Soon, he was rich enough to buy his adored mother a mini-stately home in North London as well as a country house for himself in Kent (where he kept a pet alligator in the greenhouse).
He married Mary, the sister of a childhood friend, but there would be no children from the marriage.
In 1896, he established the Daily Mail, having chosen the name, in part, because it was easy for newspaper boys to shout it out.
The Chief: The Life Of Lord Northcliffe, Britain’s Greatest Press Baron, by Andrew Roberts
Having by now been joined by his brother, Harold (the future Lord Rothermere), he had scored an instant hit.
Like all Northcliffe’s publications, it catered to popular tastes with punchy news stories — what he called ‘surprises’ — and was also the first paper with a page that was aimed specifically at women.
But it was never coarse. As Lord Roberts observed: ‘Northcliffe would never allow words like “rupture” or “constipation” in his newspaper because his mother wouldn’t like it.’
The Mail soon became the best-selling paper in the world, with more than a million copies sold daily. It was fiercely independent, but espoused a Conservative, Unionist and imperialist view of the world.
Any sensible politician wanted to be in it, even if the Conservative Prime Minister, the Marquess of Salisbury, observed sniffily that it was ‘written by shop boys for shop boys’. There were very many more shop boys than marquesses in late Victorian Britain, however, and they had a thirst for knowledge.
Indeed, as Lord Roberts pointed out, the acceptance of Northcliffe into the top echelons of society — he was soon introduced to Queen Victoria — reflected the social fluidity of Victorian Britain.
In 1905, as one of the most powerful men in the land, Harmsworth received a peerage and, at 40, was the youngest member of the House of Lords.
It was said he chose the name ‘Northcliffe’ because he wanted a title beginning with the same letter as his great hero, Napoleon.
He was a serial innovator, not just in his development of new printing methods. He loved fast cars and was a fervent believer in aviation, driving technical advances by offering huge financial prizes for increasingly ambitious air races.
It wasn’t just down to a love of engines, though. He had befriended the Wright brothers and watched their early prototypes take off.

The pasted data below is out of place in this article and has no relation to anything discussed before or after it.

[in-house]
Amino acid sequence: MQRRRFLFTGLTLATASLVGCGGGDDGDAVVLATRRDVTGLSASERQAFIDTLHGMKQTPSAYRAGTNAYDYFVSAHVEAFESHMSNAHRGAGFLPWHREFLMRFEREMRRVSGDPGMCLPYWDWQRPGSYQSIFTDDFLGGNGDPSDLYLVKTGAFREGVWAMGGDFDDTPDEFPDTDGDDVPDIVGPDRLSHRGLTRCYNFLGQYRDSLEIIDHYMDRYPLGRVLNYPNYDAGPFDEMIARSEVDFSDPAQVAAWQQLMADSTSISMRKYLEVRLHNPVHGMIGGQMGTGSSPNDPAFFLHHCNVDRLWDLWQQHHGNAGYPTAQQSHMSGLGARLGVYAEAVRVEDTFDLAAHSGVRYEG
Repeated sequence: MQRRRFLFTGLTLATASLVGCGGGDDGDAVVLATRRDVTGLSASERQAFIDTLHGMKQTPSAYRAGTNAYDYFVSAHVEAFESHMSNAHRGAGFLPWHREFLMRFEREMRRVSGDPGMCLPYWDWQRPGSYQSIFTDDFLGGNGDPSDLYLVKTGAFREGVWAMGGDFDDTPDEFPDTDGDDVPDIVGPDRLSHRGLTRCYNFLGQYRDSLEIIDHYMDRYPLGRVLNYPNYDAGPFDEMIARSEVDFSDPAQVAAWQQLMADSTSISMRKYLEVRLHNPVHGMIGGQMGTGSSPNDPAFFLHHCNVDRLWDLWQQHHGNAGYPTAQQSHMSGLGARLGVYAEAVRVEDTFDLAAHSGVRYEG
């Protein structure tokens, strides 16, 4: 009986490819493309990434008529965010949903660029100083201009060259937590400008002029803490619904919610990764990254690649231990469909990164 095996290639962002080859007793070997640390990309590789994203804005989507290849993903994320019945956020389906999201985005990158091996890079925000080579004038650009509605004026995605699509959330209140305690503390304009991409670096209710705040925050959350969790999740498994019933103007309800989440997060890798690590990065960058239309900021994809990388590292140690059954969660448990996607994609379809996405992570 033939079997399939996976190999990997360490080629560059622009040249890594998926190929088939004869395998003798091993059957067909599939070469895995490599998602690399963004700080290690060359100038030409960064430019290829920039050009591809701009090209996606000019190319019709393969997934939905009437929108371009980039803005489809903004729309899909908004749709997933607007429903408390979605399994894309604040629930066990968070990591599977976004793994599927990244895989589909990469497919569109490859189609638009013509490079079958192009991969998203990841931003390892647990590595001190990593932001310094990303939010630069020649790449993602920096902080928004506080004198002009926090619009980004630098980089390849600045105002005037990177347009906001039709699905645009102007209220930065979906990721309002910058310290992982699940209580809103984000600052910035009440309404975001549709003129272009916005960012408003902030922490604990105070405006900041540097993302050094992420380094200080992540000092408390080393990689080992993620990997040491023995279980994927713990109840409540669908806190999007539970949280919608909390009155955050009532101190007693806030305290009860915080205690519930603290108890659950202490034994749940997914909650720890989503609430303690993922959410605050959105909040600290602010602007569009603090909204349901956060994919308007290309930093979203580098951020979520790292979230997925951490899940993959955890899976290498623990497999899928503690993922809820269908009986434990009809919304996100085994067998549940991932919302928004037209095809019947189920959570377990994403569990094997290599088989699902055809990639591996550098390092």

He could see war on the horizon and the need for Britain to have aerial firepower.
The outbreak of World War I in 1914 underlined the extent of Northcliffe’s power and influence. As Britain’s war prospects waned, he became convinced that Herbert Asquith was not the man for the job of Prime Minister — and he said so.
His withering criticisms of the hugely popular War Secretary, Lord Kitchener, required great strength of character.
Yet Northcliffe was adamant that the soldiers in the trenches were being betrayed by a lack of proper artillery ammunition. Back in Britain, he was accused of sedition and the Mail was, famously, burned on the floor of the Stock Exchange.
But Northcliffe stood firm and would be proved right in the end. He helped curtail the disastrous Dardanelles campaign and pressed for conscription as the make-or-break way of ending the war.
Other demands, such as the use of convoys and a smaller War Cabinet, would go on to become military orthodoxy. The new Prime Minister, David Lloyd George, duly sent Northcliffe off to the U.S. to rally assistance for the UK. On his return, he ran the ministry for propaganda in enemy countries.
Attendees of the book’s launch party at the Royal Geographical Society were treated to a fascinating lecture about the life of Lord Northcliffe
The loss of four nephews in the war would fuel in him an enduring hatred for Germany.
However, his health was failing. In 1921, he embarked on a round-the-world tour and contracted the malignant endocarditis which cost him his sanity and, ultimately, his life. At his funeral in August 1922, more than 7,000 people, many of them war veterans, lined the streets to pay their respects.
His many critics would deplore his unflinching adoration of the British Empire, his rickety private life and his anti-semitism. Yet none could deny his achievements.
Even the vanquished Kaiser Wilhelm II of Germany, who loathed him ‘with intense bitterness’, lamented that ‘if we had had Northcliffe, we would have won the [First World] War’.
The Guardian, never a great fan, observed: ‘As a material force, there has been nothing in journalism to compare him with’.
Northcliffe’s old rival, Lord Beaverbrook, acknowledged him as ‘the greatest figure who ever strode down Fleet Street’.
In concluding, Lord Roberts reminded today’s custodians of ‘Fleet Street’ that, for all Northcliffe’s many flaws, ‘he showed tremendous moral courage. He was a great man’.